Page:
(Nov. 14) Store brands no longer carry the stigma of the plain yellow box.

According to the New York-based Private Label Manufacturer’s Association, 41% of shoppers identify themselves as frequent store brand shoppers and, in a study of 70 retailers, those that had strong store brands garnered a higher dollar share of the market.

That’s due, in part, to retailers changing their own brand strategy, said Steven Muro, president of Fusion Marketing Inc., Chatsworth, Calif.

“We’re seeing improved packaging and an improved perception of product,” Muro said. “They’re no longer called things like Kroger’s Own or Safeway’s Own. Now they have distinctive names like O Organic.”

Market share of private-label foods and beverages, according to the NPD Group, Port Washington, N.Y., increased from 19.7% in May 1997 to 21.5% in May 2007.

Consumers are starting to understand, Muro said, that many times the private label actually is being packaged by national-brand companies.

A good example, Muro said, comes from Lakeland, Fla.-based Publix Super Markets Inc. and its GreenWise brand. The store launched GreenWise for its natural and organic foods several years ago and now has leveraged it into a total store platform.

Michael Celani, senior vice president of retail sales for Irwindale, Calif.-based Ready Pac Produce Inc., said his company has seen a marked increase in demand from retailers for store brands.

“Absolutely yes — a major part of our growth is coming from store brands,” Celani said. “Most retailers are looking to build their brand and establish, particularly on the fresh side, credibility of their brand.”

Celani said the trend has been growing in recent years but has been accelerating very quickly over the past year.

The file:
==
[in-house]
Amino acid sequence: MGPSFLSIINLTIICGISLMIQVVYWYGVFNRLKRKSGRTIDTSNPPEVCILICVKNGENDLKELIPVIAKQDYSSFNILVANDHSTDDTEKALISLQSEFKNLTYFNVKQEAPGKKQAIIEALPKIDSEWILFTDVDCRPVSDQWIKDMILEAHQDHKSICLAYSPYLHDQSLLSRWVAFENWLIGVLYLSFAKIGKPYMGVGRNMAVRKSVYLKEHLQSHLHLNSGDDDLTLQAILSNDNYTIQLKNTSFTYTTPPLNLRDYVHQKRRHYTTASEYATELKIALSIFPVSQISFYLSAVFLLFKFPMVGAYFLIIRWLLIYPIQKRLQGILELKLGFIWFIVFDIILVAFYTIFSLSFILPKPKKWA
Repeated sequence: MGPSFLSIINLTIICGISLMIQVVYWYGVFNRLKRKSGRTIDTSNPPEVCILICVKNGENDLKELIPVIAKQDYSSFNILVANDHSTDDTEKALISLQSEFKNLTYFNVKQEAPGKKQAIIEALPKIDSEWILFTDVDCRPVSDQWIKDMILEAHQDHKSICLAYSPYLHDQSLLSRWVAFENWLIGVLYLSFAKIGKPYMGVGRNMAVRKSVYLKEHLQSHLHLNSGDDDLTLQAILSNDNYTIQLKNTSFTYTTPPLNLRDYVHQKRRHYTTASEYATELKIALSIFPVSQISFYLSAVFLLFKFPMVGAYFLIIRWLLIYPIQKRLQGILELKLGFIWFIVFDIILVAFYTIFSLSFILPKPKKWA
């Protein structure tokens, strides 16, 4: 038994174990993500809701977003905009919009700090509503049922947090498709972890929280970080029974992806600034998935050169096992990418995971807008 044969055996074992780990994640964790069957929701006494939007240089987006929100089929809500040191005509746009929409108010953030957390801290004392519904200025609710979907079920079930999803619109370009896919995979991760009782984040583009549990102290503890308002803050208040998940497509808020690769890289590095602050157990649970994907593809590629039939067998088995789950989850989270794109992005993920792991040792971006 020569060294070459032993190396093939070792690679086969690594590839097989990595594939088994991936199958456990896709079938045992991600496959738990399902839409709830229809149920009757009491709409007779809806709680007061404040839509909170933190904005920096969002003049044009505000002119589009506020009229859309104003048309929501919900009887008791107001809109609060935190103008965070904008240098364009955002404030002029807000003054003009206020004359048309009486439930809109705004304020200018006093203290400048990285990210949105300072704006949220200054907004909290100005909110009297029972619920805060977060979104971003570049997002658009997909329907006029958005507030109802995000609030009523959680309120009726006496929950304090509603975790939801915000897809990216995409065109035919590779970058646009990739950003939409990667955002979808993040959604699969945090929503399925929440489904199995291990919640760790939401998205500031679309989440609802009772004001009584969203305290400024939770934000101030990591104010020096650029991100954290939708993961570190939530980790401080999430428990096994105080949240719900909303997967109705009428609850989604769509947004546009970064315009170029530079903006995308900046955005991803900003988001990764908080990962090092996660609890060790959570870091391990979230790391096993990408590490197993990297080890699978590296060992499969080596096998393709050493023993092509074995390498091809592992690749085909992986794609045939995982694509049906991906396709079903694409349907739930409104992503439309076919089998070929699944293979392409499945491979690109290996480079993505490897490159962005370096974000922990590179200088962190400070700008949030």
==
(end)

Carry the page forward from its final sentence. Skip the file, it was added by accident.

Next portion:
“There’s more interest today than there was a year ago,” he said.

Celani said interest is across Ready Pac’s entire product line, but it primarily focuses on its packaged salads.

Scott Marboe, director of marketing for Oneonta Starr Ranch Growers, Wenatchee, Wash., said he also has had more requests for store brands from retailers.

“I think retailers are looking for something that sets them apart from their competition in the marketplace,” he said. “Consumer confidence with private labels for the people we pack for is high.”

Oneonta packs bagged apples and cherries SuperValu, Jewell and others, Marboe said.

It can be hard for a new store brand to compete with more recognizable national brands, said Kevin Stanger, senior vice president of sales and marketing for Wada Farms Marketing Group LLC, Idaho Falls, Idaho.

In addition to some store brands, Wada Farms packs under the Dole label, Stanger said.

“The national label is already spending all the money to get consumer awareness,” he said. “If someone just pops a brand new label that a consumer has never heard of, there’s really no value one way or another.”

Stanger said Wada Farms has had more demand for private labels but the market fluctuates.

“Stores can definitely get some brand loyalty to their own product out there,” he said. “We pack a lot of private labels besides the Dole national label. I think that they definitely can be a positive influence.”

Fusion Marketing’s Muro said he expects house brands to become even more popular in the next few months.

“With gasoline prices rising and trouble in the housing market, people’s purse strings are going to be tighter,” he said. “People have the opportunity to pay a little bit more for the national brand or pay a little less for the private label or (a store’s) own brand.”

Private labels show profit power
The Fresh & Easy Neighborhood Markets launched in California by Tesco PLC, Cheshunt, England, use the store’s brand as part of its marketing strategy.